Thursday, September 25, 2014

How grades fail to send the right message

In Curriclum21, Heidi Hayes Jacobs shares the story of Mabry Middle School in Georgia. The school surveyed students to learn more about their attitudes toward learning. On the survey, students reported that they rarely did their best on academic work, but they did enough to earn a grade that would please their teachers or their parents. As you can imagine, this information was very concerning to the teachers of Mabry. They wanted more for their students than a culture where students did just enough to get the grades.

So I recently had a spirited conversation about grading with @audhilly on Twitter. I think we actually agreed for the most part, but there were some differences. In examining the shortcomings of traditional grading, @audhilly indicated that the problem with traditional grades is not what they do but what they fail to do.
I completely agree traditional grades do not effectively communicate what has been learned. Instead, old fashioned grades simply lump all assignments together without providing information on specific learning targets. In the end, the grade is determined by averaging all of these varied assignments together to arrive at a grade that reflects a general, but imprecise, assessment of learning. So traditional grades do not communicate precisely toward progress on learning goals.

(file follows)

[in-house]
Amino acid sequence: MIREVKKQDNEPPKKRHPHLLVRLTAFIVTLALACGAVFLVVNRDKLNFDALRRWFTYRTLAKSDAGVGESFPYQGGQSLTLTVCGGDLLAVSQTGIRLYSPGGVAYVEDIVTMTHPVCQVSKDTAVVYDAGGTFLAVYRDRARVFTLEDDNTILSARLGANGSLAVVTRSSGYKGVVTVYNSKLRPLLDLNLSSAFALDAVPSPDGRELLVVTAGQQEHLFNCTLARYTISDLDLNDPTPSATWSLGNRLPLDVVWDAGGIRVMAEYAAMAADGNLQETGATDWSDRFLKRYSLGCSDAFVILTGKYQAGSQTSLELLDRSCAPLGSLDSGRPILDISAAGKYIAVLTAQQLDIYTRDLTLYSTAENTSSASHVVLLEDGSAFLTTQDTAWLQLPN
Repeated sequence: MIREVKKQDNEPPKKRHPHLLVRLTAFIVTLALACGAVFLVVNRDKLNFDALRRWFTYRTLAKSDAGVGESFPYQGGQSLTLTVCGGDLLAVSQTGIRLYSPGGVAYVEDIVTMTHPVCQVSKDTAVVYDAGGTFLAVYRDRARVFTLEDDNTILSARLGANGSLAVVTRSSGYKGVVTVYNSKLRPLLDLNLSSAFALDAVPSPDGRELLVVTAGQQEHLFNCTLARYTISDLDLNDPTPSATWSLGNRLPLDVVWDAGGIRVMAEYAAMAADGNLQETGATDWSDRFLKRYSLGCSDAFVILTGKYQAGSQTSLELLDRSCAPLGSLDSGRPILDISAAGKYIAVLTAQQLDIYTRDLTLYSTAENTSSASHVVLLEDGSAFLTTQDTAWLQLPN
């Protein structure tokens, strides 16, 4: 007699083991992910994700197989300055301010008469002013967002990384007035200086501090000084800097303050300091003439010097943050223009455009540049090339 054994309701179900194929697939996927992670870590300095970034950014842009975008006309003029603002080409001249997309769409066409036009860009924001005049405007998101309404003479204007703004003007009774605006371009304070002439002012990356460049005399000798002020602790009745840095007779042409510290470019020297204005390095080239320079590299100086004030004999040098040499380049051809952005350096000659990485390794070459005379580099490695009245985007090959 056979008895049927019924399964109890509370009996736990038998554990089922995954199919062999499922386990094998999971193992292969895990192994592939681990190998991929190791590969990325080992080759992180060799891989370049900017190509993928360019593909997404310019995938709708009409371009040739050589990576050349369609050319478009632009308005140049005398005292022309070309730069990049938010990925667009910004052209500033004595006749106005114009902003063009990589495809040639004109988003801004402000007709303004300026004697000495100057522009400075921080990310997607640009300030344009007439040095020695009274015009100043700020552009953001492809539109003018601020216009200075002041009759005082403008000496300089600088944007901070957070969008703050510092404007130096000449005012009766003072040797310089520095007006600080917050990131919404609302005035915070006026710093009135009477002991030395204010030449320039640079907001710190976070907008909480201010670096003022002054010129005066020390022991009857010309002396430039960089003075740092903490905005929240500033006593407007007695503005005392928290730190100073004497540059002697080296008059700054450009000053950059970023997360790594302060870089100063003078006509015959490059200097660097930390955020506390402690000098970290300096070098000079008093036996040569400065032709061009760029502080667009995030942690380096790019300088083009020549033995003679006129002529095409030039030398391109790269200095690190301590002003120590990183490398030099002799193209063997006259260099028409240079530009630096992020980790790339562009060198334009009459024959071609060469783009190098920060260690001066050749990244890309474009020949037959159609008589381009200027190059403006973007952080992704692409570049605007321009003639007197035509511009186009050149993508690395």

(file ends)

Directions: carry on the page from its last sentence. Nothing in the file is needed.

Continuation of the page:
But I also believe grades do harm beyond this basic failure. They condition students to expect a grade for every assignment they do. Students begin to think if there isn't a grade attached, it must not be that important. Instead of drawing on passion, curiosity, and empowerment for motivation, students work the system to earn enough points (a grade) to satisfy the demands of the important people in their life (teachers and parents). Students become passive participants where they follow directions, comply, and ultimately remember enough to get the grade.

So grades fail on multiple levels. Foremost, they do not communicate precisely the progress toward learning goals so students can understand how to grow and improve. And, grades cause motivation to become increasingly dependent on external factors rather than encouraging students to strive for personal best.

When Mabry Middle School was faced with the realization of how passive students had become in the learning process, they developed strategies to make learning more engaging for students. Students were encouraged to bring personal passions and creativity into the learning process. Student work was celebrated and showcased to various audiences. These changes helped students see ways the time and effort of learning was meaningful beyond simply getting a grade.

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